You may think that it’s a lot of hype for performing for a bunch of toddlers and preschool kids, but let me tell you. When an adult dislikes your show, they just ignore it, or get up and walk out. When a child hates your show…they start a revolt, and soon all children follow suit. We have had shows that have gone very badly. As any performer has during their times of growth, and even in the stages of fame they hit. There are some shows that just go really badly. For the most part though, we have been fortunate. I don’t know if it’s us personally, or our jokes, or the songs we pick, but kids just love the shows.

We began to perform more and more locally, and soon had kids requesting us by name for school events, birthday parties, and festivals directed towards the youth. We have had the chance to perform in hospitals, to sick kids in need of some entertainment, and those are the shows that really touch your heart. To see the faces that probably haven’t smiled much in the past little while just light up. To see them using the effort to pantomime, to sing along, it made us all a little misty even as we were performing. There’s something about making a child laugh, to have them enjoy your performance, it’s something we never got out of the adult crowds.

Through the Vine            

Greetings, and welcome to the home of the Lingonberries, we are a group of performers who love to bring smiles to the faces of children. We have been following in the footsteps of group performers for many years now, and have enjoyed success as a group dedicated to making kids lives a little brighter. We have been performing together for around ten years now, and have decided that it was time that we shared a little of our story. We’re glad that you managed to find our page, and hopefully over time will grow to understand and appreciate the efforts we put into bringing happiness to kids of all ages.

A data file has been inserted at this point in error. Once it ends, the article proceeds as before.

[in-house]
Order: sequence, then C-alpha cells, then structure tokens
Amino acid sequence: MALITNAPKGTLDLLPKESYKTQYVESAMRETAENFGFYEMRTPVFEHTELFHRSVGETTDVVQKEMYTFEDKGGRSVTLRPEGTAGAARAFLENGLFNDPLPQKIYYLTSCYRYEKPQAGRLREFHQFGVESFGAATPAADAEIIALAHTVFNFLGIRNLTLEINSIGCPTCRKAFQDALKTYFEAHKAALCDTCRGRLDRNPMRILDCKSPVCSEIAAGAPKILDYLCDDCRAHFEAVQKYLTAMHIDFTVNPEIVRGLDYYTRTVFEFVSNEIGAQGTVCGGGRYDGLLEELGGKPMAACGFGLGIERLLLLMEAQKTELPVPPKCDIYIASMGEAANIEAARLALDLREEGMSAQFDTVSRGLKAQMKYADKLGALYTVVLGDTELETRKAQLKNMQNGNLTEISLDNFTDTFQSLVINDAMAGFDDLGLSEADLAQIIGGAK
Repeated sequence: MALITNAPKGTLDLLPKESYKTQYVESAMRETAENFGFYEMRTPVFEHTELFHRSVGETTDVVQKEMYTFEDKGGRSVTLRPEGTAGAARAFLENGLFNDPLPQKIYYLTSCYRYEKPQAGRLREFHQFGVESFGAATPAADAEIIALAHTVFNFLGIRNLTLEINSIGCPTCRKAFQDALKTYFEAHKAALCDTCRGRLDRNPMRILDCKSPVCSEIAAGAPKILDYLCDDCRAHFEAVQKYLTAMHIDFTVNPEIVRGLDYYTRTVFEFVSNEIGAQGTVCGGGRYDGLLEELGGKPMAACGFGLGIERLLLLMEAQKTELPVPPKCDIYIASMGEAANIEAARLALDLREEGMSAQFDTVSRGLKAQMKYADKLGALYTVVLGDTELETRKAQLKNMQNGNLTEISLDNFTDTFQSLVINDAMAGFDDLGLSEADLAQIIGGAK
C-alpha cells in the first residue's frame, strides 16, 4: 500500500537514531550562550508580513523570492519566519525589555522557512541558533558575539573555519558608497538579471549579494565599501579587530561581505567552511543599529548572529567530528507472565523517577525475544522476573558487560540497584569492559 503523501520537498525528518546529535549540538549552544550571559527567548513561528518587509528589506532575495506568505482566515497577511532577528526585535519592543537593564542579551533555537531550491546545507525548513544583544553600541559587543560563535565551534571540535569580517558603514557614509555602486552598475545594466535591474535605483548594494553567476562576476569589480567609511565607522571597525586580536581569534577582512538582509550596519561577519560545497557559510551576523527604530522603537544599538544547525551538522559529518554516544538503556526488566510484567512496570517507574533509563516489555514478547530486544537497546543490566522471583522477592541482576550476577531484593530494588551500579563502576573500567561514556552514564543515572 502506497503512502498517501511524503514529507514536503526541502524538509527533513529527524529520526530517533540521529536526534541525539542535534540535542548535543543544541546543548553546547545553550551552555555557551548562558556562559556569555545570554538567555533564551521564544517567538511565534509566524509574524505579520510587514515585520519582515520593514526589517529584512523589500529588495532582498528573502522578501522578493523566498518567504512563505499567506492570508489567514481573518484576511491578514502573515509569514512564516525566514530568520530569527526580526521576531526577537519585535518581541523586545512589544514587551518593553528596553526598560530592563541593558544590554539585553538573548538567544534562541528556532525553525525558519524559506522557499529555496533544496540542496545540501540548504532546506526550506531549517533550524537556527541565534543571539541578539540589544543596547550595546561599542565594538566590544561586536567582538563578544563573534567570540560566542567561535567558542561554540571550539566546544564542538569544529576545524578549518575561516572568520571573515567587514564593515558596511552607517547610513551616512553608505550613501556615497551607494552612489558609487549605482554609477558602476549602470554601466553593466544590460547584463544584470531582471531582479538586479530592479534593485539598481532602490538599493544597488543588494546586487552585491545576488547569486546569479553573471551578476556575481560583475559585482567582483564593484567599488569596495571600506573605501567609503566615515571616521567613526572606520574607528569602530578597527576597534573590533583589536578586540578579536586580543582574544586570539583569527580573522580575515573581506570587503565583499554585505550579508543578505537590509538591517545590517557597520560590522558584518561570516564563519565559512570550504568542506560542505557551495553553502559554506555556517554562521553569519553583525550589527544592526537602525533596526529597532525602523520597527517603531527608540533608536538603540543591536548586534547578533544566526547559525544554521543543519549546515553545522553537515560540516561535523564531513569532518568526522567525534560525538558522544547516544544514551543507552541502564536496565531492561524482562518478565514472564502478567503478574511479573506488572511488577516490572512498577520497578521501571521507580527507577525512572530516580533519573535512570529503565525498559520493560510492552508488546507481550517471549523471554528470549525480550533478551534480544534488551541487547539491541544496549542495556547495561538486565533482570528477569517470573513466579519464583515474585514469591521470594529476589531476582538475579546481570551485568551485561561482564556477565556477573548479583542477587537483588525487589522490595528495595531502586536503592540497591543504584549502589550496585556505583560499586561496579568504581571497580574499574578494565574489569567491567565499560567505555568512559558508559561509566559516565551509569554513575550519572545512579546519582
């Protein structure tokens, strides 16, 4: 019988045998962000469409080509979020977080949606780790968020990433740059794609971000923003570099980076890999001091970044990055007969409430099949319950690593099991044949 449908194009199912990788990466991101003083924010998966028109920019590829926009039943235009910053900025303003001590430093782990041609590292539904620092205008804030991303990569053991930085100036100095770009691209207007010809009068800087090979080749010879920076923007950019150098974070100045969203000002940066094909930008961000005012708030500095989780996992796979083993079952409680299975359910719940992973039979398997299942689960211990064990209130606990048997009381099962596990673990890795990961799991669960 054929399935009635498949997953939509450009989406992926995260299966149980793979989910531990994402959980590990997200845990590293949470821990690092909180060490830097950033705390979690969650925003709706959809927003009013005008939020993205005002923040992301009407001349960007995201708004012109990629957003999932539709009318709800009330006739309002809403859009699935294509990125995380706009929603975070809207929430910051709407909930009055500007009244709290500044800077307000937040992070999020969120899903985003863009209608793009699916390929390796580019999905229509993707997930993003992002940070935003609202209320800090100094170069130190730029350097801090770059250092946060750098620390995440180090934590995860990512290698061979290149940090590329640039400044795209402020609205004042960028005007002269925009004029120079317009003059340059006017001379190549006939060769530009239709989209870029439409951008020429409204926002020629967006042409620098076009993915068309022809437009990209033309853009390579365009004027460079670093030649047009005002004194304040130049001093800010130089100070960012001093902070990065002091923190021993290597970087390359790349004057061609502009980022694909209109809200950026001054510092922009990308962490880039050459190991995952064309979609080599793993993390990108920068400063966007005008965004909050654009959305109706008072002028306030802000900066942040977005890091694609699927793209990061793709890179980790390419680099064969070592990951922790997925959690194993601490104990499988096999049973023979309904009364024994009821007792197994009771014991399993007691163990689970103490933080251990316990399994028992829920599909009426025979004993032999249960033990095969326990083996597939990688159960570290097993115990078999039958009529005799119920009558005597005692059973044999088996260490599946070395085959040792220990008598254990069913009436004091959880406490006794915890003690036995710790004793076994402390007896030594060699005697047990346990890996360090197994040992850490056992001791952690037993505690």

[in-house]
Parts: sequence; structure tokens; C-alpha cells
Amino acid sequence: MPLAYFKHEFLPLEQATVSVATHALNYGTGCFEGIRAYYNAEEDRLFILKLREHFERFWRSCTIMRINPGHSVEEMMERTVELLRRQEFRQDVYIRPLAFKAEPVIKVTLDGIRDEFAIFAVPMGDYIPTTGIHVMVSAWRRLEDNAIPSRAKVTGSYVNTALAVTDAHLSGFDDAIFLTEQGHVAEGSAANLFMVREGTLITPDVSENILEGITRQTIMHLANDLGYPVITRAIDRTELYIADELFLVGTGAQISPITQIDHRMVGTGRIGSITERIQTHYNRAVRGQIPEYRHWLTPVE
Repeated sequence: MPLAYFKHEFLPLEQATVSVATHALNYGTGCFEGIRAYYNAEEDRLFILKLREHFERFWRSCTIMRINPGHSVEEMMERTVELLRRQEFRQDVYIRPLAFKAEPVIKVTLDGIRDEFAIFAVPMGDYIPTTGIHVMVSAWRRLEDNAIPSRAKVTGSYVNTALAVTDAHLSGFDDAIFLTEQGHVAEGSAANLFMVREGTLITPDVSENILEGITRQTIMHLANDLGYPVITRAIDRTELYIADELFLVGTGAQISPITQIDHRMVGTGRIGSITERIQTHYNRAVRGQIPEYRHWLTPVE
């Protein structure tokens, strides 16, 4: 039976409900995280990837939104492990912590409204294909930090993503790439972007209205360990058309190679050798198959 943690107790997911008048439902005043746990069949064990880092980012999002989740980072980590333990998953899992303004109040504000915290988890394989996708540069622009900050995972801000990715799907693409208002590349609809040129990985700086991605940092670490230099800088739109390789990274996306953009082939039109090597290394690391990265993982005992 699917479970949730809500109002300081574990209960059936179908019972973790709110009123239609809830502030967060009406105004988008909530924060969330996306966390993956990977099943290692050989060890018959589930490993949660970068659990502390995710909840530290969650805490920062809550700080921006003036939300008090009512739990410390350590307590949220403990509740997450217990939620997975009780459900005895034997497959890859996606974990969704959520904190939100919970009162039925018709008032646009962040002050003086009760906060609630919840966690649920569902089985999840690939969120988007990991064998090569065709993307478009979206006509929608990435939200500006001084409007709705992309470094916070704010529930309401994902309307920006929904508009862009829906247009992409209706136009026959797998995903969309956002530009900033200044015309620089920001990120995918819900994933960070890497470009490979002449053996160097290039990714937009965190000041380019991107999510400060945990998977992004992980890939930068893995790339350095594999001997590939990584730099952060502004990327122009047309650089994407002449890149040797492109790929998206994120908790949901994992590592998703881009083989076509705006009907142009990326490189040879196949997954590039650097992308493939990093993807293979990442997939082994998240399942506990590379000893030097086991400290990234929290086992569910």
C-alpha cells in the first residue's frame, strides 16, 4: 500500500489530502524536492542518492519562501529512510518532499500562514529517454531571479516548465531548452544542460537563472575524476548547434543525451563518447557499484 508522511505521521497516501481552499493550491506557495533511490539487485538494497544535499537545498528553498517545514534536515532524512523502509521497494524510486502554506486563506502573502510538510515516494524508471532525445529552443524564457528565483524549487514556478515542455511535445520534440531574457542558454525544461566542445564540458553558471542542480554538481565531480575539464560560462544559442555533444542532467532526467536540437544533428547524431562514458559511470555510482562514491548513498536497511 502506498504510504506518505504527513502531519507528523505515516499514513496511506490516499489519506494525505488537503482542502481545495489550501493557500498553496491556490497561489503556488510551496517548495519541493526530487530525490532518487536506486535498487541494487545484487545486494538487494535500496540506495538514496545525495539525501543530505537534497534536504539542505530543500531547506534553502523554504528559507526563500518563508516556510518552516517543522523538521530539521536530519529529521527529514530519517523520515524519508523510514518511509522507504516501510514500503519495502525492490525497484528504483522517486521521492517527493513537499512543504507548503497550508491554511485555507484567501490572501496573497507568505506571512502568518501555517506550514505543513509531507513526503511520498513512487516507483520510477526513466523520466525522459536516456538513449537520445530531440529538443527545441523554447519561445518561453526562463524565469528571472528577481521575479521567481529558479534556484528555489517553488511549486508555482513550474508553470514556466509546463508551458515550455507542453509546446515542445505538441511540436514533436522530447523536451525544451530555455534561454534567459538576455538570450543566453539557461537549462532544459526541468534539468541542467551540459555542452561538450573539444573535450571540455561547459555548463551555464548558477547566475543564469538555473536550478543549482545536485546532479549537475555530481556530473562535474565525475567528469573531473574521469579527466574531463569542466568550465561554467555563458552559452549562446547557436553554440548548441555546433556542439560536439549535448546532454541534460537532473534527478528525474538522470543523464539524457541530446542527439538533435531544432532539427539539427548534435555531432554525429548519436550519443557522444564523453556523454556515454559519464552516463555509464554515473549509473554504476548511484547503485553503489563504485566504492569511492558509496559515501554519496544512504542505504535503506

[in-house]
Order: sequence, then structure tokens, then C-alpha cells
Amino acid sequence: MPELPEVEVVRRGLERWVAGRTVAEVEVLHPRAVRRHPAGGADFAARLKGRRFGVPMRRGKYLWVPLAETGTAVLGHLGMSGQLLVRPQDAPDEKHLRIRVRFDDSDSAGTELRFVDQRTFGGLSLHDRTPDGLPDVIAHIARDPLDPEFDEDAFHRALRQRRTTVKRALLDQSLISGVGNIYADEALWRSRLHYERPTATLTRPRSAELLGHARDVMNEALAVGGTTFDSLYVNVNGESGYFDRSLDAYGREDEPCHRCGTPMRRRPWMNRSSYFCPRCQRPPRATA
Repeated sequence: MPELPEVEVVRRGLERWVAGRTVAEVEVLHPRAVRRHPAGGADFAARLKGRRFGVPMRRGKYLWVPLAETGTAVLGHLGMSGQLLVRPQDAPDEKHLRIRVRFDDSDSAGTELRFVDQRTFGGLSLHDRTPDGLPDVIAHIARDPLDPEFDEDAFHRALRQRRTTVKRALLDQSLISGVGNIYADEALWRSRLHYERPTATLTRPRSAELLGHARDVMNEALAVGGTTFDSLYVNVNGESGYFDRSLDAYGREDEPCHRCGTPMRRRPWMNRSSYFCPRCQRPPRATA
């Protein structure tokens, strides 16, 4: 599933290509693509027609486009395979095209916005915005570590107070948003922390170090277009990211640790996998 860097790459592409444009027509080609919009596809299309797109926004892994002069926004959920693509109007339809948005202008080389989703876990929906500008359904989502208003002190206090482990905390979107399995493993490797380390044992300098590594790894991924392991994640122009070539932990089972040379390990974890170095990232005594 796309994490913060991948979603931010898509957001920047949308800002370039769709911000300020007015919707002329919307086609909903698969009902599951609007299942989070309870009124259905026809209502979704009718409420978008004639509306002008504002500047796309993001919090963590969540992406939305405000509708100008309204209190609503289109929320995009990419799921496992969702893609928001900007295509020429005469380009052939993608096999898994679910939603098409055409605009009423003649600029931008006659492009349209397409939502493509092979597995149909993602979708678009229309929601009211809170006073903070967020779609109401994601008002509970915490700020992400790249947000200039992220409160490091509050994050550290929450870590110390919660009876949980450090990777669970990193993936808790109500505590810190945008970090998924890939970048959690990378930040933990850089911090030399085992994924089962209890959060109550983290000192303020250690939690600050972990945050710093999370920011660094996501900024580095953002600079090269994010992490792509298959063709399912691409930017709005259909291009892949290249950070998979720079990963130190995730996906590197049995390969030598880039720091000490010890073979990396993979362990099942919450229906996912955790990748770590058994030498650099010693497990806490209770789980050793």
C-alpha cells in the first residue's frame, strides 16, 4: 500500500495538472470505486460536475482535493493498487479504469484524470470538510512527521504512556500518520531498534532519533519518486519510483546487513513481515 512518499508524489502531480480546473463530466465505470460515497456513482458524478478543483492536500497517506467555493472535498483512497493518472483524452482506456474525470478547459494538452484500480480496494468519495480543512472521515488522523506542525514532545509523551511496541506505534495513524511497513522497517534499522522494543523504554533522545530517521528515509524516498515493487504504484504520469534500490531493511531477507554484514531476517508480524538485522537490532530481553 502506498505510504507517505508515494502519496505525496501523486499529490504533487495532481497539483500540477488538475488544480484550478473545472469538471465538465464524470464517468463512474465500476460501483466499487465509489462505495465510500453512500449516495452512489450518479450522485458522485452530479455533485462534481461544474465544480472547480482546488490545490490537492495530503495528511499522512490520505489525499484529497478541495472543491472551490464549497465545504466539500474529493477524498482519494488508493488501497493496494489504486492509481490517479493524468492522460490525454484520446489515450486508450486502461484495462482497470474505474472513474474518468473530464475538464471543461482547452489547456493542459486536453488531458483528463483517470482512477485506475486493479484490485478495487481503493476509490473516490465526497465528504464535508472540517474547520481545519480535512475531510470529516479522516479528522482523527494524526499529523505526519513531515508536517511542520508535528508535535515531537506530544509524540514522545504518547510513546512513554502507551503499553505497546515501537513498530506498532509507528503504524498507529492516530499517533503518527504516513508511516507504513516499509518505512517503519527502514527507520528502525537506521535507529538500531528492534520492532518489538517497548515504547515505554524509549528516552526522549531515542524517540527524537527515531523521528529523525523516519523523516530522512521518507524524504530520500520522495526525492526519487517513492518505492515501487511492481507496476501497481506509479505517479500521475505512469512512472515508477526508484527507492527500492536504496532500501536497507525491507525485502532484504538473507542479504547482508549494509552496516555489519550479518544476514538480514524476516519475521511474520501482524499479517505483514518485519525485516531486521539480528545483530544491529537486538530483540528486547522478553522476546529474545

I suppose I should start from the start and where we got together. Personally, I had been a musician for quite some time, playing in small bands, making the rounds of the usual venues, schools, bars, little town events. I never really hit the big time like I thought I would when I was younger, but the experience of being able to play in front of so many people was one that I enjoyed. I had always been pretty extroverted, and enjoyed meeting new people, so it was a great way for me to get into the groove of being a performer.

It was at a show one night that I met one of my partners in the Lingonberries. He was playing in the opening act, and our band was closing. After the show the two of us wound up talking about the various musical outings that had led us to that point, and struck a friendship pretty quickly with one another. The both of us enjoyed singing, but we’re playing instruments in bands that we knew wouldn’t go anywhere. We wound up talking of future choices that would lead us to fame and riches, or at least playing to crowds larger than 50 or so on a Thursday night.

We maintained contact for a while after that, as we seemed to have pretty similar interests as one another. Through our friendship we met the third and final member of our group. The three of us wound up having a lot of conversations about things over the next few months, and when one of their nieces was having a birthday party, the sister asked if our “little group” could sing or plays some children’s songs for her party. None of us had done anything of the sort, but we thought it was a pretty good idea, and got together practicing kids songs for the next few weeks.

We performed at the party for about half an hour, but what a rush it was. The kids were so into every little thing we did, and as natural outgoing people, we were laughing and making pantomime jokes with the lyrics of the song. It was a rush that none of us had felt before, and it all came from a group of kids whom we thought would barely pay attention.